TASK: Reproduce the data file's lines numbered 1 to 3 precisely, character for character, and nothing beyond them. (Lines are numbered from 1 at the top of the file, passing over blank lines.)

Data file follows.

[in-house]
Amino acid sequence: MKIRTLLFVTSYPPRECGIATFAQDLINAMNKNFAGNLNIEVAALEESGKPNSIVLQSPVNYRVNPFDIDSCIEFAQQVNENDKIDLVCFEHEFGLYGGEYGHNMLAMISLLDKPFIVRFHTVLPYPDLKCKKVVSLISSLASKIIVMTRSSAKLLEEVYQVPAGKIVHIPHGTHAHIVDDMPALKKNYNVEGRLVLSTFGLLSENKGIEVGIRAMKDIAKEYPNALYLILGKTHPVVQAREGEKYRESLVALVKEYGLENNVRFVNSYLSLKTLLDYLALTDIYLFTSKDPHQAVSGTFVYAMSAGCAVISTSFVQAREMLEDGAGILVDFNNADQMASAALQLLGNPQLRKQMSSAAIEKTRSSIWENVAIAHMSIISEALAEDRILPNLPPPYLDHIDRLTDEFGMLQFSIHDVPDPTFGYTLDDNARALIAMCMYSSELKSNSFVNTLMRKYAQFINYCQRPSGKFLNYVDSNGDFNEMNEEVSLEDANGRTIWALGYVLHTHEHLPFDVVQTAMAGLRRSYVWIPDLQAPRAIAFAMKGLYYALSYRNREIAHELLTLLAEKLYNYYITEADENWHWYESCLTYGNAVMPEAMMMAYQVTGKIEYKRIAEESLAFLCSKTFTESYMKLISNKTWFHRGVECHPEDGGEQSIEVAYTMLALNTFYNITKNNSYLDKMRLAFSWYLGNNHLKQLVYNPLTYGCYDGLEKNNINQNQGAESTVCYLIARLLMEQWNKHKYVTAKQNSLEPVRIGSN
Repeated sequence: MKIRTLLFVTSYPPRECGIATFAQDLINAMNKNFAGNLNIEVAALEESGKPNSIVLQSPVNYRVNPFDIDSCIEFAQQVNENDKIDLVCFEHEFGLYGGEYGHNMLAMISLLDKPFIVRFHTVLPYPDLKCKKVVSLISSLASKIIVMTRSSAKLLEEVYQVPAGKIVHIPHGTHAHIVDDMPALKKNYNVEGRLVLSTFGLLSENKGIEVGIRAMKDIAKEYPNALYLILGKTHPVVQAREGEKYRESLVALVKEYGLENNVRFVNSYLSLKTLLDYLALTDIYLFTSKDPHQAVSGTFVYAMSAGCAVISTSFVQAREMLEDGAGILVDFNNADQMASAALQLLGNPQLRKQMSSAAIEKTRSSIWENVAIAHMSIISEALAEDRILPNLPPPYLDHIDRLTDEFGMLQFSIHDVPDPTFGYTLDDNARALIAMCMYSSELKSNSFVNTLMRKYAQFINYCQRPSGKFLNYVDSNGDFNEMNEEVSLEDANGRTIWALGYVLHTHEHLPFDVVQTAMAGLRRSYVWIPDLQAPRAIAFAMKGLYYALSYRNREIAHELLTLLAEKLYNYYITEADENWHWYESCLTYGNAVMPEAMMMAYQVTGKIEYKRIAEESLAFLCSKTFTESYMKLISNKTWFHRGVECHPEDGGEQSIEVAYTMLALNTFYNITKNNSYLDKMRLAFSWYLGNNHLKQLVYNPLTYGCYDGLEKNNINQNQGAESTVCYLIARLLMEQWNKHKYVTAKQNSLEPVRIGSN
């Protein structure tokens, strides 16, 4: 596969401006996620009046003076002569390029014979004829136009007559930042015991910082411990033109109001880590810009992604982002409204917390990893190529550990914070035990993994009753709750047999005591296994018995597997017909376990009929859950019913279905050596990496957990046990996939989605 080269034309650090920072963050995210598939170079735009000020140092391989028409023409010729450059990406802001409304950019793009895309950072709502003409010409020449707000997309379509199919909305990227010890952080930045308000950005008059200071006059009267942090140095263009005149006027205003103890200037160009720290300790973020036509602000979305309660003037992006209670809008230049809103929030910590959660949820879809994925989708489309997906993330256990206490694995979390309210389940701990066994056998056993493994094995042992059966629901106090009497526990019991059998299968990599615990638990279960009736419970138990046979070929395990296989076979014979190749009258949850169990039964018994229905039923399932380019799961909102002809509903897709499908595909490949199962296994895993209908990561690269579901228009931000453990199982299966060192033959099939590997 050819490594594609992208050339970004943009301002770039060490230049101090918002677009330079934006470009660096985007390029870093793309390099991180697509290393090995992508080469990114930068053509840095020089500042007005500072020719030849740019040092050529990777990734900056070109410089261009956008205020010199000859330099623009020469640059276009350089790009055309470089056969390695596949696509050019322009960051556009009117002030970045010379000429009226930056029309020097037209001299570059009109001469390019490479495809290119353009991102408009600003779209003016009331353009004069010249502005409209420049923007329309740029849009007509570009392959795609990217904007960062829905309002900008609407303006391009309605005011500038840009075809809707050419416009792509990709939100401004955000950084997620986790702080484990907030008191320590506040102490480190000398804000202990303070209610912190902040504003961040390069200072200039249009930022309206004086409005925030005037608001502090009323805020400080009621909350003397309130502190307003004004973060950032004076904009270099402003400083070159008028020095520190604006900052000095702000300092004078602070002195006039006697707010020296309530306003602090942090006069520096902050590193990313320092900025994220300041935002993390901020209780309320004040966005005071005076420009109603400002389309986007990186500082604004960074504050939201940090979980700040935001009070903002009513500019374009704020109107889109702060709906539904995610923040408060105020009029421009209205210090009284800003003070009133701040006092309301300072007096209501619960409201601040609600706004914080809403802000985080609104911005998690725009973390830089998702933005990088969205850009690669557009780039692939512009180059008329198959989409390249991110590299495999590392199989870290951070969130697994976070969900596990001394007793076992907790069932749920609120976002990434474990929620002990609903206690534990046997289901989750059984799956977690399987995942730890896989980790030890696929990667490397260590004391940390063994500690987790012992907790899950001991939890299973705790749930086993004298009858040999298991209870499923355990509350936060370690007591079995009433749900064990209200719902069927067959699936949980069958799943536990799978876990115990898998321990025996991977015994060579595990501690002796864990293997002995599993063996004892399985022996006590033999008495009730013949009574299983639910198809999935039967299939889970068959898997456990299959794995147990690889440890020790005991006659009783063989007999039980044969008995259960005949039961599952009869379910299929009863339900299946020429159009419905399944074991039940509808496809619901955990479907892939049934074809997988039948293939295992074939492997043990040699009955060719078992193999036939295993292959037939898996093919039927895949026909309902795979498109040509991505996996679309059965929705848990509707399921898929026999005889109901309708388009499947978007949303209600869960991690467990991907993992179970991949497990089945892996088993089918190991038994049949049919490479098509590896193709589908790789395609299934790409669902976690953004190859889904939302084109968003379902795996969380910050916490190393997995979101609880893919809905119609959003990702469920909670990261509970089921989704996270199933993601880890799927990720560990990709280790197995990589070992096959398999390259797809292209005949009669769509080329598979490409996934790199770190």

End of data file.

[in-house]
Amino acid sequence: MKIRTLLFVTSYPPRECGIATFAQDLINAMNKNFAGNLNIEVAALEESGKPNSIVLQSPVNYRVNPFDIDSCIEFAQQVNENDKIDLVCFEHEFGLYGGEYGHNMLAMISLLDKPFIVRFHTVLPYPDLKCKKVVSLISSLASKIIVMTRSSAKLLEEVYQVPAGKIVHIPHGTHAHIVDDMPALKKNYNVEGRLVLSTFGLLSENKGIEVGIRAMKDIAKEYPNALYLILGKTHPVVQAREGEKYRESLVALVKEYGLENNVRFVNSYLSLKTLLDYLALTDIYLFTSKDPHQAVSGTFVYAMSAGCAVISTSFVQAREMLEDGAGILVDFNNADQMASAALQLLGNPQLRKQMSSAAIEKTRSSIWENVAIAHMSIISEALAEDRILPNLPPPYLDHIDRLTDEFGMLQFSIHDVPDPTFGYTLDDNARALIAMCMYSSELKSNSFVNTLMRKYAQFINYCQRPSGKFLNYVDSNGDFNEMNEEVSLEDANGRTIWALGYVLHTHEHLPFDVVQTAMAGLRRSYVWIPDLQAPRAIAFAMKGLYYALSYRNREIAHELLTLLAEKLYNYYITEADENWHWYESCLTYGNAVMPEAMMMAYQVTGKIEYKRIAEESLAFLCSKTFTESYMKLISNKTWFHRGVECHPEDGGEQSIEVAYTMLALNTFYNITKNNSYLDKMRLAFSWYLGNNHLKQLVYNPLTYGCYDGLEKNNINQNQGAESTVCYLIARLLMEQWNKHKYVTAKQNSLEPVRIGSN
Repeated sequence: MKIRTLLFVTSYPPRECGIATFAQDLINAMNKNFAGNLNIEVAALEESGKPNSIVLQSPVNYRVNPFDIDSCIEFAQQVNENDKIDLVCFEHEFGLYGGEYGHNMLAMISLLDKPFIVRFHTVLPYPDLKCKKVVSLISSLASKIIVMTRSSAKLLEEVYQVPAGKIVHIPHGTHAHIVDDMPALKKNYNVEGRLVLSTFGLLSENKGIEVGIRAMKDIAKEYPNALYLILGKTHPVVQAREGEKYRESLVALVKEYGLENNVRFVNSYLSLKTLLDYLALTDIYLFTSKDPHQAVSGTFVYAMSAGCAVISTSFVQAREMLEDGAGILVDFNNADQMASAALQLLGNPQLRKQMSSAAIEKTRSSIWENVAIAHMSIISEALAEDRILPNLPPPYLDHIDRLTDEFGMLQFSIHDVPDPTFGYTLDDNARALIAMCMYSSELKSNSFVNTLMRKYAQFINYCQRPSGKFLNYVDSNGDFNEMNEEVSLEDANGRTIWALGYVLHTHEHLPFDVVQTAMAGLRRSYVWIPDLQAPRAIAFAMKGLYYALSYRNREIAHELLTLLAEKLYNYYITEADENWHWYESCLTYGNAVMPEAMMMAYQVTGKIEYKRIAEESLAFLCSKTFTESYMKLISNKTWFHRGVECHPEDGGEQSIEVAYTMLALNTFYNITKNNSYLDKMRLAFSWYLGNNHLKQLVYNPLTYGCYDGLEKNNINQNQGAESTVCYLIARLLMEQWNKHKYVTAKQNSLEPVRIGSN